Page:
Latinos—like Rodriguez and Esqueda—who do go on to college to pursue a career in STEM usually end up graduating with bachelorette degrees, rather than more advanced degrees. According to the Excelencia in Education report, half of all STEM credentials earned by Latinos in 2013 were bachelor’s degrees and only 10 percent were graduate degrees. That limits their ability to access some of the highest paying occupations in STEM.
The report also found that once in STEM, Latinos are more likely to end up in service occupations, like mechanical engineering technician and computer support specialist. Though salaries range from $40,000-$75,000, these service jobs are among the lower paying occupations within STEM.
Dr. Gabriel A. Montaño, research scientist at Los Alamos National Laboratory, said Latinos often shy away from pursuing advanced college degrees that lead to higher paying STEM jobs for a number of reasons. One of them is the “grueling” process that it takes to get these kinds of degree.
“If you want to get an advanced degree in science, for example, it’s a long road. You’ll be pushing 30, if not older, before you finish school,” he said. “It’s a tough route that for many of us is not amenable because we have responsibilities. In many cases, we take care of families at a very young age—from us having kids to taking care of our grandmas or grandpas and people in our families that can’t work any longer.”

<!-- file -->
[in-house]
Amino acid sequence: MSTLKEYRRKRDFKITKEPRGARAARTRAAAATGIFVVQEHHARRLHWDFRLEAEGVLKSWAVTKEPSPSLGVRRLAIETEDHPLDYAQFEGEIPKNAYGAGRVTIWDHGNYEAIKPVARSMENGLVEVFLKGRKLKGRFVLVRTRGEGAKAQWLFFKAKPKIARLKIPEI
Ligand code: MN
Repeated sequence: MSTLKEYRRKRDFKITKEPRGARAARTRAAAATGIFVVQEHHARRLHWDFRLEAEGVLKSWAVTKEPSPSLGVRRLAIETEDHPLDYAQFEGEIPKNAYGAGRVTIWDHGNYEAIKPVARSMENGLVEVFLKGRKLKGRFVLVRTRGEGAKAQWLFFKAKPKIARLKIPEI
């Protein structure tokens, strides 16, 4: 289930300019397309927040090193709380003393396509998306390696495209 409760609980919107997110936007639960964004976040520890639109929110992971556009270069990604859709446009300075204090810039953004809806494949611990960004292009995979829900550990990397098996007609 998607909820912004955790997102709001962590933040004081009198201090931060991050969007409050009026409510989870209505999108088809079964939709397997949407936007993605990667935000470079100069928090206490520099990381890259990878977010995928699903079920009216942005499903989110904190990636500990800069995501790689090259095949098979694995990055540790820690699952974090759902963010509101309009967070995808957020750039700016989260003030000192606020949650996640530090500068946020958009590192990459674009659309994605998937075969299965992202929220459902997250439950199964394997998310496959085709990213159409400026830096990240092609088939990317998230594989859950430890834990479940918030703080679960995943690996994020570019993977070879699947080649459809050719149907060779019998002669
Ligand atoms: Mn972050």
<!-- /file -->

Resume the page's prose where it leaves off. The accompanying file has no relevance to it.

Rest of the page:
Another reason many Latinos don't pursue more postgraduate degrees in subjects like chemistry or math is they don't know that unlike medical school or law school, these degrees come with stipends and are not funded by the student.
Montaño is also president of the Society for Chicanos and Native Americans in Science. He said that over the last decade, his group has been working to not only get more Latinos and Native Americans to pursue careers in science, but also to encourage them to hold positions of leadership in science.
“By 2050, the white population is going to be a minority in this country and Latinos will make up about 29 percent of the population,” Montaño added. “Unless we diversify where our educated come from within STEM, we will no longer have the necessary workforce to actually fulfill the jobs that are being created.”